“Apple picking” is trendy. Not the kind involving wooden baskets and fruit trees—the kind involving opportunistic thieves snatching iPhones and iPads in public places.
A video warning posted by Las Vegas Metro Police last week reenacts the recent rash of “iCrime.” Unwitting citizens are talking and texting (i.e. oblivious to their surroundings) right before their devices get “picked.” According to the video, a team of detectives had arrested two crews at that point involved in a total of 37 events. One detective says, “... as fast as we can put them in jail there’s more events popping up.” And Metro asserts each stolen iPhone can be sold to “shady” local stores, no questions asked, for up to $300.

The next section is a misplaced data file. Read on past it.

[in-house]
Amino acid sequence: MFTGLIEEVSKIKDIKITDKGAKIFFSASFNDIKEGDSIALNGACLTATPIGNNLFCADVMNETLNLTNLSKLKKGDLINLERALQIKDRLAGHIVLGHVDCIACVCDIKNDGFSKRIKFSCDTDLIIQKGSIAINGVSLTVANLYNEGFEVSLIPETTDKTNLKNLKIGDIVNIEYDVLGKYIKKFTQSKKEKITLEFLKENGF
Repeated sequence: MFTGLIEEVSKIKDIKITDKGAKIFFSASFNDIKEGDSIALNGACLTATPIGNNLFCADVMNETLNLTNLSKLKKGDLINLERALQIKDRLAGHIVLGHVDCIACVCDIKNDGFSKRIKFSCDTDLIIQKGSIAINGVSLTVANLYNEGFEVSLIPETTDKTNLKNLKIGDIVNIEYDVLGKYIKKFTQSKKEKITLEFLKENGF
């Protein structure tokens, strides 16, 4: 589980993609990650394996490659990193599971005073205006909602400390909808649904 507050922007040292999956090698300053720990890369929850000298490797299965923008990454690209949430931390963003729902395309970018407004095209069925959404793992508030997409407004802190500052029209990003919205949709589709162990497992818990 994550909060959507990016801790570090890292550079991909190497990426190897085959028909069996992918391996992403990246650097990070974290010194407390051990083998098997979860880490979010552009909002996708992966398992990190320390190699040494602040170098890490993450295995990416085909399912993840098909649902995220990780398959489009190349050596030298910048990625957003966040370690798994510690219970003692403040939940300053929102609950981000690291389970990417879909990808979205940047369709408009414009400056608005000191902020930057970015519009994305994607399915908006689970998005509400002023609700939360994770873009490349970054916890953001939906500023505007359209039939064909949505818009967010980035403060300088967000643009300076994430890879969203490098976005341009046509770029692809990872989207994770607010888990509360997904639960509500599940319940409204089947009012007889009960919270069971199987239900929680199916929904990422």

While the problem is serious and growing, it might be worse if we had better public transit. Similar stories in cities such as New York and Chicago point to subways and light-rail systems as prime targets. The Wall Street Journal’s Rolfe Winkler wrote in July of getting his jaw broken at a Brooklyn subway stop when he chased the thugs who’d just snatched his date’s iPad. He reports that major network carriers are working together on a national registry of blacklisted ID numbers for stolen devices, such that service could be denied. And he cites Apple’s “Find My iPhone” app, which can erase data remotely and map the phone’s location, ominously adding, “… a smart thief can simply turn off the stolen device—or wipe it clean of apps—to prevent being tracked.”
I love my iPhone. It makes elevator rides way less awkward. But its slick mobility comes with vulnerability to identity thieves I can’t see and property thieves right under my nose. I’d tweet about my exasperation, but it just doesn’t seem worth the risk.